The authors used a randomized controlled trial to estimate the effects of the STETS program. Of eligible applicants to the program, 437 people were randomly assigned either to the treatment group, which could participate in the STETS program, or the control group, which could not participate in the STETS program but could access other programs in the community. The study drew on data from in-person interviews with study participants conducted 6, 15, and 22 months after the start of the program. The 15-month follow-up measured outcomes after the completion of the training and transitional jobs portion of the intervention, and the 22-month follow-up measured outcomes following the completion of the full program. When interviews with study participants left missing or inconsistent data on critical items, the authors completed interviews with proxy respondents such as a parent, relative, or caseworker. The authors estimated regression models comparing the outcomes of treatment and control group members, taking into account the study site, IQ, age, gender, race and ethnicity, living arrangement, financial management skills, receipt of transfers, secondary handicaps, cause of disability, benefactor, work experience in previous two years, and school status of each individual.

Study Sites

  • Cincinnati, Ohio
  • Los Angeles, California
  • New York, New York
  • St Paul, Minnesota
  • Tucson, Arizona

Findings

  • The study found that, compared with the control group, the treatment group was 9.4 percentage points more likely to be employed 15 months after the program began, and 11.9 percentage points more likely to be employed 22 months after the program began.
  • Compared with the control group, the treatment group earned significantly more: on average, the treatment group earned $10.59 more per week 15 months after the program began and $15.81 more per week more 22 months after the program began.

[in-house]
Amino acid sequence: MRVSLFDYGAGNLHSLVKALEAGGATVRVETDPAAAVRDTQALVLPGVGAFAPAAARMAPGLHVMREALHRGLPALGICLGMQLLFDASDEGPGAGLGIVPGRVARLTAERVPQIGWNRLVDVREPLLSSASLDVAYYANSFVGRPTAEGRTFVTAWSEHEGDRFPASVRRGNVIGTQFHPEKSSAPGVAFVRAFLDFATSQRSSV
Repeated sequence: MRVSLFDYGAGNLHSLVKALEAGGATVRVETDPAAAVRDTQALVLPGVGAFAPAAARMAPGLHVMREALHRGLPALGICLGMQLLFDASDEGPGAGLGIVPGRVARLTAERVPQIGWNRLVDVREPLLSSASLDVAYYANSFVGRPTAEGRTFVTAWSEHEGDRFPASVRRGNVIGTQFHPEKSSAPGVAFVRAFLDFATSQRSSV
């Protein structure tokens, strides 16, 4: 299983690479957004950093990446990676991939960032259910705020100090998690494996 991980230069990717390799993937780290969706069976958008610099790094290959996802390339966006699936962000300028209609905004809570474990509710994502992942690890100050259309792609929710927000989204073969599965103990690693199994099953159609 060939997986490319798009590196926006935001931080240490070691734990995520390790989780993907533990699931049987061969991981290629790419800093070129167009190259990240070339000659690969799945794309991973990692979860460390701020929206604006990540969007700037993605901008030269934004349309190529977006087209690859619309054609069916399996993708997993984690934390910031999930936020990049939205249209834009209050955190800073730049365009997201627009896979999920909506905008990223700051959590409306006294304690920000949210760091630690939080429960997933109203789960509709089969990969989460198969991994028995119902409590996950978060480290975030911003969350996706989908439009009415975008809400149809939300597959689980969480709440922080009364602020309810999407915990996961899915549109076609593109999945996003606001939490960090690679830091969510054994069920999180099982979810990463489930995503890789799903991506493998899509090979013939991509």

• The study found no significant differences in earnings or employment between the treatment and control groups six months after the program began.
  • Compared with the control group, STETS participants were 7.6 percentage points less likely to receive SSI or SSDI 15 months after the program began. However, the study found no significant differences in SSI or SSDI receipt between the treatment and control groups 6 or 22 months after the start of the program. In addition, the study found no significant differences in the average monthly SSI or SSDI income received by the two groups 6, 15, or 22 months after STETS began.

Considerations for Interpreting the Findings

The study authors estimated multiple related impacts on outcomes related to long-term earnings, employment, and benefit receipt. Performing multiple statistical tests on related outcomes makes it more likely that some impacts will be found statistically significant purely by chance and not because they reflect program effectiveness. The authors did not perform statistical adjustments to account for the multiple tests, so the number of statistically significant findings in these domains is likely to be overstated.

Causal Evidence Rating

The quality of causal evidence presented in this report is high because it is based on a well-implemented randomized controlled trial. This means we are confident that the estimated effects are attributable to the STETS program, and not to other factors.

Reviewed by CLEAR

December 2015